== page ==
The same is true for God, he said. “The word God is not misleading in itself, but the context of the Qur‘an defines a different God in nature and character.”

Practically speaking, though, it can be easier to reach out to Muslims if there is some common ground.

“Conversion studies have shown that the greater the degree of congruence between Islam and Christianity that is perceived by the Muslim inquirer, the more likely it is that he or she will seriously consider Christianity as a viable alternative to Islam,” Martindale wrote. If differences between the two are emphasized, the barrier to conversion grows.

“In my 30-plus years of interacting with Muslims, I have yet to meet a Muslim who believes that Allah is a different God from the Yahweh of the Bible,” he wrote. “Most former Muslims would also say that they had been attempting to worship the same God, but they later realized that the teaching and system of worshipping God in Islam were to some extent incorrect, false, and misleading.”

Telling Muslims that they worship a different God can shut the door to communication, wrote John Jay Travis, a missionary and Fuller Theological Seminary professor who has lived most of his adult life in Muslim neighborhoods in Asia.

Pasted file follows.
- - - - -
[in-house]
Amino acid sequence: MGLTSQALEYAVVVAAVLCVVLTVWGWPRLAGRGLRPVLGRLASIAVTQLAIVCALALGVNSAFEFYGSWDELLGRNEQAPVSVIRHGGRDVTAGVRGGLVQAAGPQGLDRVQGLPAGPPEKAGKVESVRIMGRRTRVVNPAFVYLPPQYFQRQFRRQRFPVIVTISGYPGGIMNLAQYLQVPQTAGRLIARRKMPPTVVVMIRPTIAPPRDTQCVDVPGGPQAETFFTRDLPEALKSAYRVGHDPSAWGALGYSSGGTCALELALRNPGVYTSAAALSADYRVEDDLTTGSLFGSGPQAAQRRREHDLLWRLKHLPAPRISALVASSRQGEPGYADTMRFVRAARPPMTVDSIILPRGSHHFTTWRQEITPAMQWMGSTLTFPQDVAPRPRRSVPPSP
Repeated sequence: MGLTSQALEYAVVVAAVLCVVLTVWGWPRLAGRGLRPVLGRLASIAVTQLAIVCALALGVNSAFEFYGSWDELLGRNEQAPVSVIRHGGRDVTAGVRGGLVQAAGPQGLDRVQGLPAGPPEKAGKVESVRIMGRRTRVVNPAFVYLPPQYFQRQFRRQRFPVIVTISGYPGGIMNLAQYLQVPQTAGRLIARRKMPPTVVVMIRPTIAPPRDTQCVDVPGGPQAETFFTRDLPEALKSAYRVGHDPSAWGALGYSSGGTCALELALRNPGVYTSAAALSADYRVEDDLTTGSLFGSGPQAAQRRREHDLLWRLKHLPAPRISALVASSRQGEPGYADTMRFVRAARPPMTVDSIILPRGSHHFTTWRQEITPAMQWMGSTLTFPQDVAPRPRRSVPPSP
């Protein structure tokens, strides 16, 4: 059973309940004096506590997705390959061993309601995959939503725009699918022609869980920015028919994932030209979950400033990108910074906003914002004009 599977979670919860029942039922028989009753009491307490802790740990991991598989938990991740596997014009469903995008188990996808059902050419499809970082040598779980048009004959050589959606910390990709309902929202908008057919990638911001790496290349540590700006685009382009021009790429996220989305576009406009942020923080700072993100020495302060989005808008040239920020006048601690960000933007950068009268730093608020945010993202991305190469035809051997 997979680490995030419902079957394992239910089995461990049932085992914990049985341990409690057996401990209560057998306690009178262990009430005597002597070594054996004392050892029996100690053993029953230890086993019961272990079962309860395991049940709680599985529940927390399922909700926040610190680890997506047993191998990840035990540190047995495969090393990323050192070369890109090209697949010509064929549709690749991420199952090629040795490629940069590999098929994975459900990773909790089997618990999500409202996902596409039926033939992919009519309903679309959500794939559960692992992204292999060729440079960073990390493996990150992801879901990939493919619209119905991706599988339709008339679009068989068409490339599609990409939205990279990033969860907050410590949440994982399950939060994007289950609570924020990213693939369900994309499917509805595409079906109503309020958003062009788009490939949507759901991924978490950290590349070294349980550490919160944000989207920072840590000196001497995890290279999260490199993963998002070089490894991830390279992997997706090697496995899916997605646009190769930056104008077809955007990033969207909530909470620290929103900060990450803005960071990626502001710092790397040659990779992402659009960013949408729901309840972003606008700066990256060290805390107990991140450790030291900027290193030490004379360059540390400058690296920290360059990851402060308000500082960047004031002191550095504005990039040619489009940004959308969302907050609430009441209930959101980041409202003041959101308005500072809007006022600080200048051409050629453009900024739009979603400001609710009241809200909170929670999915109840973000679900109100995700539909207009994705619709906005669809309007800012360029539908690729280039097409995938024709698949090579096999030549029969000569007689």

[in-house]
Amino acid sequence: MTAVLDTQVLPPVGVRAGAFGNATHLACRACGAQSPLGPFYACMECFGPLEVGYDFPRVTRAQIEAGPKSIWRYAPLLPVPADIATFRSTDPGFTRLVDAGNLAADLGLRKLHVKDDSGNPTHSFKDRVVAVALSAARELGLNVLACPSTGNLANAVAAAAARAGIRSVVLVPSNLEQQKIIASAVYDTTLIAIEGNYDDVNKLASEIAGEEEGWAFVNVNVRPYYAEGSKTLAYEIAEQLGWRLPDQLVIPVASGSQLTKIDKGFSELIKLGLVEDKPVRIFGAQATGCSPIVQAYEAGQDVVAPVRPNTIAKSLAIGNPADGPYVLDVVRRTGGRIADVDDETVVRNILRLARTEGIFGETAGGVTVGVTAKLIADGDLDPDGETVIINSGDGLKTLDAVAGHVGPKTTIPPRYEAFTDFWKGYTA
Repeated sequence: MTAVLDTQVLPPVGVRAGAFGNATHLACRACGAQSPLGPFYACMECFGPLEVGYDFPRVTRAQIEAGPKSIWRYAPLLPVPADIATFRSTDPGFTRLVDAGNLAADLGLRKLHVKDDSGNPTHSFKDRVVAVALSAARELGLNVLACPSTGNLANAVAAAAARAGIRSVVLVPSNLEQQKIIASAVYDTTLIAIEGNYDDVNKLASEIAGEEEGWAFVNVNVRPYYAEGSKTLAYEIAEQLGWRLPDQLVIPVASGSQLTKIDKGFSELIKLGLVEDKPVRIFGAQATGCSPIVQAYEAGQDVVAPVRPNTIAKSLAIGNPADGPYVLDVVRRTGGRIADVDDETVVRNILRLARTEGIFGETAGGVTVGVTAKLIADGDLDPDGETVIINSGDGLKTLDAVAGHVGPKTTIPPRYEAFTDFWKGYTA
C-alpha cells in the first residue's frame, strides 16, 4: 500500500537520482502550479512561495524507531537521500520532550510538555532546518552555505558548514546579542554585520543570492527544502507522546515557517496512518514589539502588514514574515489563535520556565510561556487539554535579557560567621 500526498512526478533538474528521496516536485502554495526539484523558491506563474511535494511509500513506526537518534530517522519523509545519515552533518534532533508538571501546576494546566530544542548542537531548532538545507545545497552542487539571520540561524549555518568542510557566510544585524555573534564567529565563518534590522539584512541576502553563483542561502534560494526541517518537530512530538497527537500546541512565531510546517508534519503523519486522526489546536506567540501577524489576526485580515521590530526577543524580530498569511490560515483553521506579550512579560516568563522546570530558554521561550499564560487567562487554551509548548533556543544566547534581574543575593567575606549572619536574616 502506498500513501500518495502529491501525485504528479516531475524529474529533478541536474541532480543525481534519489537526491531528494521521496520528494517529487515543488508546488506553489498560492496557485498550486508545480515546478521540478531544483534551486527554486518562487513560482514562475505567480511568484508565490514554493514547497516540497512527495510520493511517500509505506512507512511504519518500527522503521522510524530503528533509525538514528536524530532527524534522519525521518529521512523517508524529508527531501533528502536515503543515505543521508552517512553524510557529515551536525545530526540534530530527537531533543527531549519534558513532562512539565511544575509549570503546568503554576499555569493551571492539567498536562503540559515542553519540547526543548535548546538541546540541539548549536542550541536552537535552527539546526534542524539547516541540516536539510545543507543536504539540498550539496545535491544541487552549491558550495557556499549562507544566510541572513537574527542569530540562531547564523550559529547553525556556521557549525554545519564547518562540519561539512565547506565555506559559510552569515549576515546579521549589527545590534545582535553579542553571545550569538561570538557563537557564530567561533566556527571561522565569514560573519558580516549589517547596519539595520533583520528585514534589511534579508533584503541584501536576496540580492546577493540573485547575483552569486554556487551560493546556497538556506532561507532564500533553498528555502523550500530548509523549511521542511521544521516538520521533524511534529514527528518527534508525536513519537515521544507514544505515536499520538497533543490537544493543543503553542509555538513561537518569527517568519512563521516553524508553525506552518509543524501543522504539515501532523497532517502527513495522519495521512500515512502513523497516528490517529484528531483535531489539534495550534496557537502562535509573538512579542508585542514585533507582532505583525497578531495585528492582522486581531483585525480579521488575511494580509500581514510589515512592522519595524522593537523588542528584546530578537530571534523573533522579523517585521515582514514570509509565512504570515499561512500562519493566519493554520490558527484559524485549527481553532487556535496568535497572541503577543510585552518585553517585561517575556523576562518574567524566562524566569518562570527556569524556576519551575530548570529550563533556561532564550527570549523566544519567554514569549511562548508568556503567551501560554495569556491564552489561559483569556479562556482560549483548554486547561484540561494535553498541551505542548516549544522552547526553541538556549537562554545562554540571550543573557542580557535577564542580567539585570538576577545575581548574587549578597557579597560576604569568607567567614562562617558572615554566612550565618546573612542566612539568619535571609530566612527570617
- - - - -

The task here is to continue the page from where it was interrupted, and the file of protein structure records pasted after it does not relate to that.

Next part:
“It makes it nearly impossible to read Scripture with Muslims, since a very significant percentage of Bibles found in predominately Muslims parts of the world use Allah,” he wrote. “It makes it very difficult to pray with Muslims for healing of their hearts and bodies, two extremely crucial parts of our Christ-centered witness.”

Mark Naylor, a faculty member at Northwest Baptist Seminary and longtime missionary among a Muslim people group, studied how Muslim converts viewed God for his doctoral dissertation. He wrote:

Both the control group of Muslims and the group of those who had become followers of Jesus reflected on the story of the prodigal son (Luke 15) to express how the character and nature of God was revealed. During the exercise, neither group questioned the identity of God or sought to distinguish a Christian God from a Muslim God. For all participants, God is one and to question the identity of the Father of Jesus as Allah was outside the realm of possibility or even discussion. What had changed for the believers was their orientation to and perspective of God. The Muslim control group was consistent in their view of God as Master and themselves as servants. While not rejecting this relationship, those who had become followers of Christ now embraced a new relationship with God as Father and themselves as loved children.

The answer to the “Is Allah God?” question is receptor-oriented, wrote Naylor.